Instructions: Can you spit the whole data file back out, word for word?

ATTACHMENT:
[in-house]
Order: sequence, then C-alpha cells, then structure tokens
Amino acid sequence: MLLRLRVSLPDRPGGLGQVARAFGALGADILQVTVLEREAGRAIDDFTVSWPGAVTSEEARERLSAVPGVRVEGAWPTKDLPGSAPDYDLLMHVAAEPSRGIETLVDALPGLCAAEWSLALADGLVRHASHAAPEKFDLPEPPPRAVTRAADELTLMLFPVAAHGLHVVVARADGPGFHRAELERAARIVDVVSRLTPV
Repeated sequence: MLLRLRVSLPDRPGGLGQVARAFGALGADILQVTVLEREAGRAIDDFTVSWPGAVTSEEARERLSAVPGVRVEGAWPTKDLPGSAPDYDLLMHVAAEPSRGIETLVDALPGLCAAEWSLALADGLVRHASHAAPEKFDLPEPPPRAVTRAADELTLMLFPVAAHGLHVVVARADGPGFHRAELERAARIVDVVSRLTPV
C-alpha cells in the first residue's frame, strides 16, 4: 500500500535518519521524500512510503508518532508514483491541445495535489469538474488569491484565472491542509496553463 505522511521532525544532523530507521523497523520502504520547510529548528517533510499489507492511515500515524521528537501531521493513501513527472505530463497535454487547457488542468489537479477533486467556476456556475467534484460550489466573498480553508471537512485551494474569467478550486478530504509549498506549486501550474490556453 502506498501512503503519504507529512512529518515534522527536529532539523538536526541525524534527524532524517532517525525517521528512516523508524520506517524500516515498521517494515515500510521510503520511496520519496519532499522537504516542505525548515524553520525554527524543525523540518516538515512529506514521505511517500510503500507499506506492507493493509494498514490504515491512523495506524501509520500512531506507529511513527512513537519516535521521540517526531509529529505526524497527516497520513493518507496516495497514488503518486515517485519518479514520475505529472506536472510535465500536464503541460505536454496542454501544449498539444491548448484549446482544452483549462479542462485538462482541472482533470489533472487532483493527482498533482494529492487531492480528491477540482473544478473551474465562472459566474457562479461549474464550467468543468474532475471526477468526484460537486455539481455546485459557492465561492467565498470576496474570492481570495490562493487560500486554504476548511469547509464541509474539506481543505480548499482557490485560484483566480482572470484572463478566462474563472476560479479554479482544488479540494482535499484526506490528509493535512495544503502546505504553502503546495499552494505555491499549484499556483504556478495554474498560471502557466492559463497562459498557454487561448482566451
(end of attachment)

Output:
[in-house]
Order: sequence, then C-alpha cells, then structure tokens
Amino acid sequence: MLLRLRVSLPDRPGGLGQVARAFGALGADILQVTVLEREAGRAIDDFTVSWPGAVTSEEARERLSAVPGVRVEGAWPTKDLPGSAPDYDLLMHVAAEPSRGIETLVDALPGLCAAEWSLALADGLVRHASHAAPEKFDLPEPPPRAVTRAADELTLMLFPVAAHGLHVVVARADGPGFHRAELERAARIVDVVSRLTPV
Repeated sequence: MLLRLRVSLPDRPGGLGQVARAFGALGADILQVTVLEREAGRAIDDFTVSWPGAVTSEEARERLSAVPGVRVEGAWPTKDLPGSAPDYDLLMHVAAEPSRGIETLVDALPGLCAAEWSLALADGLVRHASHAAPEKFDLPEPPPRAVTRAADELTLMLFPVAAHGLHVVVARADGPGFHRAELERAARIVDVVSRLTPV
C-alpha cells in the first residue's frame, strides 16, 4: 500500500535518519521524500512510503508518532508514483491541445495535489469538474488569491484565472491542509496553463 505522511521532525544532523530507521523497523520502504520547510529548528517533510499489507492511515500515524521528537501531521493513501513527472505530463497535454487547457488542468489537479477533486467556476456556475467534484460550489466573498480553508471537512485551494474569467478550486478530504509549498506549486501550474490556453 502506498501512503503519504507529512512529518515534522527536529532539523538536526541525524534527524532524517532517525525517521528512516523508524520506517524500516515498521517494515515500510521510503520511496520519496519532499522537504516542505525548515524553520525554527524543525523540518516538515512529506514521505511517500510503500507499506506492507493493509494498514490504515491512523495506524501509520500512531506507529511513527512513537519516535521521540517526531509529529505526524497527516497520513493518507496516495497514488503518486515517485519518479514520475505529472506536472510535465500536464503541460505536454496542454501544449498539444491548448484549446482544452483549462479542462485538462482541472482533470489533472487532483493527482498533482494529492487531492480528491477540482473544478473551474465562472459566474457562479461549474464550467468543468474532475471526477468526484460537486455539481455546485459557492465561492467565498470576496474570492481570495490562493487560500486554504476548511469547509464541509474539506481543505480548499482557490485560484483566480482572470484572463478566462474563472476560479479554479482544488479540494482535499484526506490528509493535512495544503502546505504553502503546495499552494505555491499549484499556483504556478495554474498560471502557466492559463497562459498557454487561448482566451